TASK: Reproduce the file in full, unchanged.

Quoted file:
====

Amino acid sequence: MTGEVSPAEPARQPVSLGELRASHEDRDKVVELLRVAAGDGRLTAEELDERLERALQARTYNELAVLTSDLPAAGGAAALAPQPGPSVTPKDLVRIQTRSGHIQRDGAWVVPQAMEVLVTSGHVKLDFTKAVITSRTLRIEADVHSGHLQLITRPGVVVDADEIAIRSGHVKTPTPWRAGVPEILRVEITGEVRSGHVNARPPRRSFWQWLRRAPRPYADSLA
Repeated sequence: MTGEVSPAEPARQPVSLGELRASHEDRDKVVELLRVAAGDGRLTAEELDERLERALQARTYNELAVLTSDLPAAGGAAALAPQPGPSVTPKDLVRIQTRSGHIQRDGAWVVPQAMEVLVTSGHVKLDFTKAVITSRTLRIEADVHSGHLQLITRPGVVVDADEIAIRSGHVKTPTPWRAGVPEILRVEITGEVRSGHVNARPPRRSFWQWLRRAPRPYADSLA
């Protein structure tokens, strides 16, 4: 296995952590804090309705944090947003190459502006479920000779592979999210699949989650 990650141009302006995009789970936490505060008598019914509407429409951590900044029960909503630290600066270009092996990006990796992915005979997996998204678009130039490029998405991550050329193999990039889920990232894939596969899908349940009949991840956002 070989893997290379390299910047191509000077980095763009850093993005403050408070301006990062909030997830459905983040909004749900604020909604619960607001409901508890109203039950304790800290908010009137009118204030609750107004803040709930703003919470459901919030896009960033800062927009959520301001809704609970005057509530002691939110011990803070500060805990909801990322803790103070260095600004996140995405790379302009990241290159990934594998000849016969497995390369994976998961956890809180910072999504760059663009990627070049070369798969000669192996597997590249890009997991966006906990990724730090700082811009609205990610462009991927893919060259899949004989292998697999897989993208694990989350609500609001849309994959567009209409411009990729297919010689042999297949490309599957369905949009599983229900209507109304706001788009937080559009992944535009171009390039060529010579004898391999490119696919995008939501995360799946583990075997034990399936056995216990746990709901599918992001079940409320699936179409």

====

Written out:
Amino acid sequence: MTGEVSPAEPARQPVSLGELRASHEDRDKVVELLRVAAGDGRLTAEELDERLERALQARTYNELAVLTSDLPAAGGAAALAPQPGPSVTPKDLVRIQTRSGHIQRDGAWVVPQAMEVLVTSGHVKLDFTKAVITSRTLRIEADVHSGHLQLITRPGVVVDADEIAIRSGHVKTPTPWRAGVPEILRVEITGEVRSGHVNARPPRRSFWQWLRRAPRPYADSLA
Repeated sequence: MTGEVSPAEPARQPVSLGELRASHEDRDKVVELLRVAAGDGRLTAEELDERLERALQARTYNELAVLTSDLPAAGGAAALAPQPGPSVTPKDLVRIQTRSGHIQRDGAWVVPQAMEVLVTSGHVKLDFTKAVITSRTLRIEADVHSGHLQLITRPGVVVDADEIAIRSGHVKTPTPWRAGVPEILRVEITGEVRSGHVNARPPRRSFWQWLRRAPRPYADSLA
């Protein structure tokens, strides 16, 4: 296995952590804090309705944090947003190459502006479920000779592979999210699949989650 990650141009302006995009789970936490505060008598019914509407429409951590900044029960909503630290600066270009092996990006990796992915005979997996998204678009130039490029998405991550050329193999990039889920990232894939596969899908349940009949991840956002 070989893997290379390299910047191509000077980095763009850093993005403050408070301006990062909030997830459905983040909004749900604020909604619960607001409901508890109203039950304790800290908010009137009118204030609750107004803040709930703003919470459901919030896009960033800062927009959520301001809704609970005057509530002691939110011990803070500060805990909801990322803790103070260095600004996140995405790379302009990241290159990934594998000849016969497995390369994976998961956890809180910072999504760059663009990627070049070369798969000669192996597997590249890009997991966006906990990724730090700082811009609205990610462009991927893919060259899949004989292998697999897989993208694990989350609500609001849309994959567009209409411009990729297919010689042999297949490309599957369905949009599983229900209507109304706001788009937080559009992944535009171009390039060529010579004898391999490119696919995008939501995360799946583990075997034990399936056995216990746990709901599918992001079940409320699936179409």